Between the two world wars, there roamed the streets of Jerusalem a man who made a nuisance of himself, pestering the populace that he was the Messiah.
Finally the “Messiah” was brought to the Chief Rabbi of Jerusalem. Rav Kook asked to meet with the deranged man alone. After a few moments with Rav Kook, the “Messiah” never again boasted his claim.
Sometime later Rav Kook revealed what produced such a wondrous effect. “I told him: ‘The truth is, there is a spark of Messiah in every Jew. You obviously have received an especially large endowment. But the quality of the spark is such that it works only as long as one does not speak of it to others.’”
Unlike many Orthodox thinkers, Rabbi Abraham Isaac Hakohen Kook did not shy away from the subject of Sabbatianism. His published works reveal a more than fleeting interest in the entire Sabbatian phenomenon, from the initial impetus of Messianic activity surrounding the person of Shabbetai Zevi, to the Hayyon and Emden-Eybeschütz controversies, to that Polish offshoot of Sabbatianism, Frankism. This interest extends to both the external, historical, as well as internal, philosophical and psychological aspects. Rav Kook is even willing to rebut the author of ‘Or la-Yesharim ‘s comparison of Herzlian political Zionism to Sabbatianism.
Selected readings from Eyn Ayah, Rav Kook’s commentary to Eyn Yaakov Legends of the Talmud, (1995)
Introduction and Translation by Bezalel Naor 147 pp. Hardcover $17.50
The Perfect Society the ancient ceremony of bringing the first-fruits to the Temple in Jerusalem – pageantry in a utopian key.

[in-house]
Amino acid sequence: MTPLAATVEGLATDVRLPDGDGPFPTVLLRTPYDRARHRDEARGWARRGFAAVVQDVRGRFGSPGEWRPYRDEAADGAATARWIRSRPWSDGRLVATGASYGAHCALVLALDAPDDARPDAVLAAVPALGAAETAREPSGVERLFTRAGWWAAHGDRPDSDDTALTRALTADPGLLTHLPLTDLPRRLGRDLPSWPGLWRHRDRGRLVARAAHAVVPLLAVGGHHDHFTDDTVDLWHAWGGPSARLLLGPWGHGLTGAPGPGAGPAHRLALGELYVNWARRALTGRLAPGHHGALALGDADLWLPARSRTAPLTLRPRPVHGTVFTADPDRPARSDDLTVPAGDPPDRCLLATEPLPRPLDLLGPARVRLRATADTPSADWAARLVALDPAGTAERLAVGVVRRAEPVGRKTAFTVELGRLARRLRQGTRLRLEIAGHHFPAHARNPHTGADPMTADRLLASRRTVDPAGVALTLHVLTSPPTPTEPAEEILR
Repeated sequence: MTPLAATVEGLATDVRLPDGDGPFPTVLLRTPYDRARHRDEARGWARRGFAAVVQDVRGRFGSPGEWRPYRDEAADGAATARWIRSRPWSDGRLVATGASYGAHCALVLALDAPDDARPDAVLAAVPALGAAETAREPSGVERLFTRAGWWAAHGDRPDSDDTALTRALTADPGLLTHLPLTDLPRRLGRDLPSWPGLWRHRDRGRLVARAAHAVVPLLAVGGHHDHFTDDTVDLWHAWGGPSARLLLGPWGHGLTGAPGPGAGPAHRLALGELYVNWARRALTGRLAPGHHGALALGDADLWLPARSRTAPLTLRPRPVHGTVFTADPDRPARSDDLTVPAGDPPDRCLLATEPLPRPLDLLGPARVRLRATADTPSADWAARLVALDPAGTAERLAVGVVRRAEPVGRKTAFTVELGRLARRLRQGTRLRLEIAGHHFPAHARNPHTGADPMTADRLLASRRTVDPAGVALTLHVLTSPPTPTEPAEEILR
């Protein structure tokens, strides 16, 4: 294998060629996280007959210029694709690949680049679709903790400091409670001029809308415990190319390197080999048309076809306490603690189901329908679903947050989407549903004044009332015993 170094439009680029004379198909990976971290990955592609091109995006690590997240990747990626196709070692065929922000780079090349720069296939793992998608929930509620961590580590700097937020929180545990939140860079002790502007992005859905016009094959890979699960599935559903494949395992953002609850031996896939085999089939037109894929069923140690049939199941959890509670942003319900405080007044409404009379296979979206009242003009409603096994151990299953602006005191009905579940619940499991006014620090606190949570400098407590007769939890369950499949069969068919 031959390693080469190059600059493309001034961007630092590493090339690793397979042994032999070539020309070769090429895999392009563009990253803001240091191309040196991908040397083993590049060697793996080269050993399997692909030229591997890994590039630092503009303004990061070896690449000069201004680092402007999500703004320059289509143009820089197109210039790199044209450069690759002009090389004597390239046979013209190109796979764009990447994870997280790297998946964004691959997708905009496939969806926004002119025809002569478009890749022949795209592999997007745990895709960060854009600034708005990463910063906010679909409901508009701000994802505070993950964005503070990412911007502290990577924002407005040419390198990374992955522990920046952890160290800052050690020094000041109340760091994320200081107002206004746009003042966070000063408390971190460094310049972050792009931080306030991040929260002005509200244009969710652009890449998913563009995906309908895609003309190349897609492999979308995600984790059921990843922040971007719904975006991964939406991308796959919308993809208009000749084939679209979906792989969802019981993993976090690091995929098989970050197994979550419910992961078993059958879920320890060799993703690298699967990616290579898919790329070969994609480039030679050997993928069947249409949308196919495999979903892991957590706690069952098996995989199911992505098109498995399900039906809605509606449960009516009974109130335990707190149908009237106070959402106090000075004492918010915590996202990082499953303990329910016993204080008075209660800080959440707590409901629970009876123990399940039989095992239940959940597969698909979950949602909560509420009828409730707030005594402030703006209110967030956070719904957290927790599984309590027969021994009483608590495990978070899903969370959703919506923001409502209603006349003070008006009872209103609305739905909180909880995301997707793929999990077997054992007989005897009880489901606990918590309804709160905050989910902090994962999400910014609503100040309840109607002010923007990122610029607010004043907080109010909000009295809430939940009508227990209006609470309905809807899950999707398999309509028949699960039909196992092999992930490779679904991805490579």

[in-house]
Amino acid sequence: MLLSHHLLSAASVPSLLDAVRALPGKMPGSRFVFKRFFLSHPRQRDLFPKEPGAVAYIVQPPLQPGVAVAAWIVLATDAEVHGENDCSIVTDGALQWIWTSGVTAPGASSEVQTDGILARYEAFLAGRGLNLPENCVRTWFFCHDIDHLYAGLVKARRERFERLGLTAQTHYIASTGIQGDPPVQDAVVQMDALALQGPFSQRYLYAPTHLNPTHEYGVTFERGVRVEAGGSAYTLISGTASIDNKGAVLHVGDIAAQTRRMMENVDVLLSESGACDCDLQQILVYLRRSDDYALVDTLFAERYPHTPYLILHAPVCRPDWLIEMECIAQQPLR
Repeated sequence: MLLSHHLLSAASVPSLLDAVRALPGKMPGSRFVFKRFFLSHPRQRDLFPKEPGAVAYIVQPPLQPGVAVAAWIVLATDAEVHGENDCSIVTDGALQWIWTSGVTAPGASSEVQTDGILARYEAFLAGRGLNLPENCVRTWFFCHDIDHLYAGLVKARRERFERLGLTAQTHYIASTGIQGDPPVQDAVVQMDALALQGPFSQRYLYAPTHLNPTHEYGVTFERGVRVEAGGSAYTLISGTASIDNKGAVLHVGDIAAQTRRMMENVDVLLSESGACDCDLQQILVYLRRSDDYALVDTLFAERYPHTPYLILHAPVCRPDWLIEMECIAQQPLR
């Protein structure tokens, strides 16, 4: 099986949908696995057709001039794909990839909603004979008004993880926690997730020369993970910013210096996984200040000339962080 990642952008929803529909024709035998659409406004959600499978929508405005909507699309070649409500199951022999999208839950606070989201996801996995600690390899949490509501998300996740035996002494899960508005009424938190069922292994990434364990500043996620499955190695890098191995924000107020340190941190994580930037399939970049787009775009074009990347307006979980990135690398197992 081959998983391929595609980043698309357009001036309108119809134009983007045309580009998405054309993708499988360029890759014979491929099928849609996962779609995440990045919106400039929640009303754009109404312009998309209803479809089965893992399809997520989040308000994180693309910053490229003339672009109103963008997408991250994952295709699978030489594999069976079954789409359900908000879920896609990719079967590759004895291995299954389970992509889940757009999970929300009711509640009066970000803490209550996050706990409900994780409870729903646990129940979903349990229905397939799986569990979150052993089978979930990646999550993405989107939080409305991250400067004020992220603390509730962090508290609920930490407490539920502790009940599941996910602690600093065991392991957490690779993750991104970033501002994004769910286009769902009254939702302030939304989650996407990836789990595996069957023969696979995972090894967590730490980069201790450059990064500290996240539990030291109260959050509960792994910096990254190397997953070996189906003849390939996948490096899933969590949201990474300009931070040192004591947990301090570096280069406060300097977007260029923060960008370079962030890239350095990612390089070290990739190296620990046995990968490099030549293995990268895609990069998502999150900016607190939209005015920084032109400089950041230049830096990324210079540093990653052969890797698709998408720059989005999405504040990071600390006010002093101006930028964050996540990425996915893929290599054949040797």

The Imperfect Society Rabbi Shimon ben Yochai’s thirteen years hiding in a cave – a reflection of his grappling with Roman rule and with the human condition.
“This work dealing with Rav Kook’s view of the cosmic purpose of the individual Jew and of his general Jewish society, is an outstanding vision of greatness, hope and challenge. Rabbi Naor is to be thanked for exposing the English-reading Jewish public to this masterpiece. No one who reads this book can help but be touched by its nobility and passion.” —Rabbi Berel Wein
“Whoever reads this book will find therein precious pearls”– Rabbi Aharon Soloveichik zt”l
Exploring the Lost Art of Jewish Dream Interpretation
Rabbi Hayyim of Volozhin
Rabbi Abraham Isaac Kook
Rabbi Hayyim Beliach
Rabbi Elijah Eliezer Dessler
What do all these men have in common? Each participated in an ongoing dialogue concerning the validity of dreams. This book offers the reader rare sources such as Rabbi Hayyim Beliach’s essay Petiha le-Mar’ot ha-Nevu’ah (Introduction to Prophetic Visions). It also makes available for the first time in English translation Rav Kook’s commentary to Perek ha-Ro’eh (The Chapter of the Seer). Finally, familiar Bible stories are given a fresh appraisal. All in all, a valuable contribution to the perennial wisdom of dream analysis.